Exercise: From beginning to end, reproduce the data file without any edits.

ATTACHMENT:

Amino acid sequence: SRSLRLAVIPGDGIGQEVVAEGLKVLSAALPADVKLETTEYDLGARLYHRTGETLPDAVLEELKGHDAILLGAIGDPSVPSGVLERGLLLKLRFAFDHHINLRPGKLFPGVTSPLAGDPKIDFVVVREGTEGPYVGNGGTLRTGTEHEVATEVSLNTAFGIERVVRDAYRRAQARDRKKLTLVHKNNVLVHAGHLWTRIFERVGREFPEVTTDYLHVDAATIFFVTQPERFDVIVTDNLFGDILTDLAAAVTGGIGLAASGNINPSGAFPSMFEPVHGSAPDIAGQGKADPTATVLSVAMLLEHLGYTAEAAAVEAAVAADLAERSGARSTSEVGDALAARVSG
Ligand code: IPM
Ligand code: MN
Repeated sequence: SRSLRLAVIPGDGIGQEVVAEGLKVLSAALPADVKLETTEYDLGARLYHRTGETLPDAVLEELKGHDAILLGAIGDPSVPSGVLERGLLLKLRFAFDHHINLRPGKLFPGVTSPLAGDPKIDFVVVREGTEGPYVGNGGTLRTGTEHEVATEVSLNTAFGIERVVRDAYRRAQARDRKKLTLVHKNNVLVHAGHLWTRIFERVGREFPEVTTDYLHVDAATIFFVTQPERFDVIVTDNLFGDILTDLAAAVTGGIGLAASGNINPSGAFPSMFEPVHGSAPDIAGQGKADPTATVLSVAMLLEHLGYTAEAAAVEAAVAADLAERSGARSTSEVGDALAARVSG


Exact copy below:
Amino acid sequence: SRSLRLAVIPGDGIGQEVVAEGLKVLSAALPADVKLETTEYDLGARLYHRTGETLPDAVLEELKGHDAILLGAIGDPSVPSGVLERGLLLKLRFAFDHHINLRPGKLFPGVTSPLAGDPKIDFVVVREGTEGPYVGNGGTLRTGTEHEVATEVSLNTAFGIERVVRDAYRRAQARDRKKLTLVHKNNVLVHAGHLWTRIFERVGREFPEVTTDYLHVDAATIFFVTQPERFDVIVTDNLFGDILTDLAAAVTGGIGLAASGNINPSGAFPSMFEPVHGSAPDIAGQGKADPTATVLSVAMLLEHLGYTAEAAAVEAAVAADLAERSGARSTSEVGDALAARVSG
Ligand code: IPM
Ligand code: MN
Repeated sequence: SRSLRLAVIPGDGIGQEVVAEGLKVLSAALPADVKLETTEYDLGARLYHRTGETLPDAVLEELKGHDAILLGAIGDPSVPSGVLERGLLLKLRFAFDHHINLRPGKLFPGVTSPLAGDPKIDFVVVREGTEGPYVGNGGTLRTGTEHEVATEVSLNTAFGIERVVRDAYRRAQARDRKKLTLVHKNNVLVHAGHLWTRIFERVGREFPEVTTDYLHVDAATIFFVTQPERFDVIVTDNLFGDILTDLAAAVTGGIGLAASGNINPSGAFPSMFEPVHGSAPDIAGQGKADPTATVLSVAMLLEHLGYTAEAAAVEAAVAADLAERSGARSTSEVGDALAARVSG